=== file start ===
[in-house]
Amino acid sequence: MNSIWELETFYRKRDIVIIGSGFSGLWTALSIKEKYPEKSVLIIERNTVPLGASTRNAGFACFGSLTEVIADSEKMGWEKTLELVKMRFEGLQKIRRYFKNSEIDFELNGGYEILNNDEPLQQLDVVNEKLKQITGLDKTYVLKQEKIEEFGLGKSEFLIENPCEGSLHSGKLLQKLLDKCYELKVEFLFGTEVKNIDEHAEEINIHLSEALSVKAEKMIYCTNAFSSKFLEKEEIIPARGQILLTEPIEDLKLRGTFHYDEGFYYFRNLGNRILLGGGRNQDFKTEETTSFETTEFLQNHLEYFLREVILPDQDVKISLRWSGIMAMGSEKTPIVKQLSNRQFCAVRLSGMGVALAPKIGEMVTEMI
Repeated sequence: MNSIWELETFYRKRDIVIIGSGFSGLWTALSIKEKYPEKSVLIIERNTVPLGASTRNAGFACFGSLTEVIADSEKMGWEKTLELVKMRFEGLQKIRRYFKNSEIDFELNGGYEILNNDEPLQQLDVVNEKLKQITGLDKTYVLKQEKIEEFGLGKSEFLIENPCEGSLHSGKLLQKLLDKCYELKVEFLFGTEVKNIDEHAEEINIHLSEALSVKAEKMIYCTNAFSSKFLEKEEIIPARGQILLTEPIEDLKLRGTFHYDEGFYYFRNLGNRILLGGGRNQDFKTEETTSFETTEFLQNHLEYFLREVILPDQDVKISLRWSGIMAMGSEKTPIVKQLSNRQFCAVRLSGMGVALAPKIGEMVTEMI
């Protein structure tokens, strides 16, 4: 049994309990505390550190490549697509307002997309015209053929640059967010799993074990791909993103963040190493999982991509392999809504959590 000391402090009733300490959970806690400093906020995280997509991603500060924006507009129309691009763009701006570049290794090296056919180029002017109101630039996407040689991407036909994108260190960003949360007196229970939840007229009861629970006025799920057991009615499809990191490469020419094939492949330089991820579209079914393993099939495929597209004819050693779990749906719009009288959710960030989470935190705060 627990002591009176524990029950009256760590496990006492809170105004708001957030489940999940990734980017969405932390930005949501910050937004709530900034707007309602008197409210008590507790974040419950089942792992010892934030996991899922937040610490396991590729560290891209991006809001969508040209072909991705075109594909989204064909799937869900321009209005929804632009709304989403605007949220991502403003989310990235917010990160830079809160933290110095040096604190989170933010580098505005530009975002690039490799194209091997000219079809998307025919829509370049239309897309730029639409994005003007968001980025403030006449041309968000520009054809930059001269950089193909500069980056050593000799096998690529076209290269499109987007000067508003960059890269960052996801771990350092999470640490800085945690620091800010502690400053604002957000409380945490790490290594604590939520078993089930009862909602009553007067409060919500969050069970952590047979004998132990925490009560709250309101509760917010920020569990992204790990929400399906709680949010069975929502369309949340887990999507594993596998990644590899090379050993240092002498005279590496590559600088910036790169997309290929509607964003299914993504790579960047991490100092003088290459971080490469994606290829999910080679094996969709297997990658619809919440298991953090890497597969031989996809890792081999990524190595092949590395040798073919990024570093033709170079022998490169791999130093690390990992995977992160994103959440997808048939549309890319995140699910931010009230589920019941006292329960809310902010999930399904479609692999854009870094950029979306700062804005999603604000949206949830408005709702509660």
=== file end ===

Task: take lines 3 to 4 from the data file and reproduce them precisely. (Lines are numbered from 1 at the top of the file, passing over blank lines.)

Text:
Repeated sequence: MNSIWELETFYRKRDIVIIGSGFSGLWTALSIKEKYPEKSVLIIERNTVPLGASTRNAGFACFGSLTEVIADSEKMGWEKTLELVKMRFEGLQKIRRYFKNSEIDFELNGGYEILNNDEPLQQLDVVNEKLKQITGLDKTYVLKQEKIEEFGLGKSEFLIENPCEGSLHSGKLLQKLLDKCYELKVEFLFGTEVKNIDEHAEEINIHLSEALSVKAEKMIYCTNAFSSKFLEKEEIIPARGQILLTEPIEDLKLRGTFHYDEGFYYFRNLGNRILLGGGRNQDFKTEETTSFETTEFLQNHLEYFLREVILPDQDVKISLRWSGIMAMGSEKTPIVKQLSNRQFCAVRLSGMGVALAPKIGEMVTEMI
């Protein structure tokens, strides 16, 4: 049994309990505390550190490549697509307002997309015209053929640059967010799993074990791909993103963040190493999982991509392999809504959590 000391402090009733300490959970806690400093906020995280997509991603500060924006507009129309691009763009701006570049290794090296056919180029002017109101630039996407040689991407036909994108260190960003949360007196229970939840007229009861629970006025799920057991009615499809990191490469020419094939492949330089991820579209079914393993099939495929597209004819050693779990749906719009009288959710960030989470935190705060 627990002591009176524990029950009256760590496990006492809170105004708001957030489940999940990734980017969405932390930005949501910050937004709530900034707007309602008197409210008590507790974040419950089942792992010892934030996991899922937040610490396991590729560290891209991006809001969508040209072909991705075109594909989204064909799937869900321009209005929804632009709304989403605007949220991502403003989310990235917010990160830079809160933290110095040096604190989170933010580098505005530009975002690039490799194209091997000219079809998307025919829509370049239309897309730029639409994005003007968001980025403030006449041309968000520009054809930059001269950089193909500069980056050593000799096998690529076209290269499109987007000067508003960059890269960052996801771990350092999470640490800085945690620091800010502690400053604002957000409380945490790490290594604590939520078993089930009862909602009553007067409060919500969050069970952590047979004998132990925490009560709250309101509760917010920020569990992204790990929400399906709680949010069975929502369309949340887990999507594993596998990644590899090379050993240092002498005279590496590559600088910036790169997309290929509607964003299914993504790579960047991490100092003088290459971080490469994606290829999910080679094996969709297997990658619809919440298991953090890497597969031989996809890792081999990524190595092949590395040798073919990024570093033709170079022998490169791999130093690390990992995977992160994103959440997808048939549309890319995140699910931010009230589920019941006292329960809310902010999930399904479609692999854009870094950029979306700062804005999603604000949206949830408005709702509660």